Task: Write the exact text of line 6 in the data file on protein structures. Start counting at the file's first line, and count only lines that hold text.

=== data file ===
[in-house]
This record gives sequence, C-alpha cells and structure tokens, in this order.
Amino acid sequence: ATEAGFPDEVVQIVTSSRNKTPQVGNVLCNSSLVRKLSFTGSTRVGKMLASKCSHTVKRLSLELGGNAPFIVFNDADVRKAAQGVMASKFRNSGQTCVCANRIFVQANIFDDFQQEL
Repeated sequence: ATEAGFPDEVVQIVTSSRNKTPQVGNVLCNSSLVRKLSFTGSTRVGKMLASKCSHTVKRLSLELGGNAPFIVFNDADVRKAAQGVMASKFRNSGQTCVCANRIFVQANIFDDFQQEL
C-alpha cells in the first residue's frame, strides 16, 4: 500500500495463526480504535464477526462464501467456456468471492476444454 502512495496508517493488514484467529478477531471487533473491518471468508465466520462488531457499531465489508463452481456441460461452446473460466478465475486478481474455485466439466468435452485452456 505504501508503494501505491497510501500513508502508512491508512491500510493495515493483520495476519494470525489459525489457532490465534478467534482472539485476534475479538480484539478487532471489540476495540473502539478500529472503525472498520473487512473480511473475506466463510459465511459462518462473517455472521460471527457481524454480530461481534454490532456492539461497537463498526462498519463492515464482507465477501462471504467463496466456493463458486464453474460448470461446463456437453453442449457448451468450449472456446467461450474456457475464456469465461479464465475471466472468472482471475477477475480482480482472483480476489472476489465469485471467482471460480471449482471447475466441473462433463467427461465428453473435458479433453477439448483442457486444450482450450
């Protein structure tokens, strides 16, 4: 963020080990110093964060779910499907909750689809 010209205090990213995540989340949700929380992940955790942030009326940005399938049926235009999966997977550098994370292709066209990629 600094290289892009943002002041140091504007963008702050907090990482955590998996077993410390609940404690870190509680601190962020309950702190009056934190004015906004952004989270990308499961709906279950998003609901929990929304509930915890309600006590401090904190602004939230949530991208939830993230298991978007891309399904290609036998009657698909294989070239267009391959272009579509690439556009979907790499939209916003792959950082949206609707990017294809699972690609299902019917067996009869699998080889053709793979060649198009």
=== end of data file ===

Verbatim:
């Protein structure tokens, strides 16, 4: 963020080990110093964060779910499907909750689809 010209205090990213995540989340949700929380992940955790942030009326940005399938049926235009999966997977550098994370292709066209990629 600094290289892009943002002041140091504007963008702050907090990482955590998996077993410390609940404690870190509680601190962020309950702190009056934190004015906004952004989270990308499961709906279950998003609901929990929304509930915890309600006590401090904190602004939230949530991208939830993230298991978007891309399904290609036998009657698909294989070239267009391959272009579509690439556009979907790499939209916003792959950082949206609707990017294809699972690609299902019917067996009869699998080889053709793979060649198009």